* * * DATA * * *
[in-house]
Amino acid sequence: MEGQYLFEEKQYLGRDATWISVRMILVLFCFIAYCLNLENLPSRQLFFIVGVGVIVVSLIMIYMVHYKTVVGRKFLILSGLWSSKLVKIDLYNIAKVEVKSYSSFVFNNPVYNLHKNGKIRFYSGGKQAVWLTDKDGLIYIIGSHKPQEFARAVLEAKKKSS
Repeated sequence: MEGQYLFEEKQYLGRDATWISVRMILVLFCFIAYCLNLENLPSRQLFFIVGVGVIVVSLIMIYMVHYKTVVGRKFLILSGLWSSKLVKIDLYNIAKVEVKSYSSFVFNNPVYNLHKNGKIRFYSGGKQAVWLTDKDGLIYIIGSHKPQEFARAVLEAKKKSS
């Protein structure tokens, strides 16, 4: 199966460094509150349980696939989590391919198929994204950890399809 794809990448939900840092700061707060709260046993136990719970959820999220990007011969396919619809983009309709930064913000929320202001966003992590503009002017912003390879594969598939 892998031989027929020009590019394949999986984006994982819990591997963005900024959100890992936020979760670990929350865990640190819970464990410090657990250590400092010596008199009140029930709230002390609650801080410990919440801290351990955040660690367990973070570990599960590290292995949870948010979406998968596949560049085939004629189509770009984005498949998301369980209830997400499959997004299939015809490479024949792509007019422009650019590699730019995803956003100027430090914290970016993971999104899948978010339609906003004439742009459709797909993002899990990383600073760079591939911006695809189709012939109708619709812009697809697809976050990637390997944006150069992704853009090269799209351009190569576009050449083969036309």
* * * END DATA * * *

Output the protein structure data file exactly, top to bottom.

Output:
[in-house]
Amino acid sequence: MEGQYLFEEKQYLGRDATWISVRMILVLFCFIAYCLNLENLPSRQLFFIVGVGVIVVSLIMIYMVHYKTVVGRKFLILSGLWSSKLVKIDLYNIAKVEVKSYSSFVFNNPVYNLHKNGKIRFYSGGKQAVWLTDKDGLIYIIGSHKPQEFARAVLEAKKKSS
Repeated sequence: MEGQYLFEEKQYLGRDATWISVRMILVLFCFIAYCLNLENLPSRQLFFIVGVGVIVVSLIMIYMVHYKTVVGRKFLILSGLWSSKLVKIDLYNIAKVEVKSYSSFVFNNPVYNLHKNGKIRFYSGGKQAVWLTDKDGLIYIIGSHKPQEFARAVLEAKKKSS
């Protein structure tokens, strides 16, 4: 199966460094509150349980696939989590391919198929994204950890399809 794809990448939900840092700061707060709260046993136990719970959820999220990007011969396919619809983009309709930064913000929320202001966003992590503009002017912003390879594969598939 892998031989027929020009590019394949999986984006994982819990591997963005900024959100890992936020979760670990929350865990640190819970464990410090657990250590400092010596008199009140029930709230002390609650801080410990919440801290351990955040660690367990973070570990599960590290292995949870948010979406998968596949560049085939004629189509770009984005498949998301369980209830997400499959997004299939015809490479024949792509007019422009650019590699730019995803956003100027430090914290970016993971999104899948978010339609906003004439742009459709797909993002899990990383600073760079591939911006695809189709012939109708619709812009697809697809976050990637390997944006150069992704853009090269799209351009190569576009050449083969036309």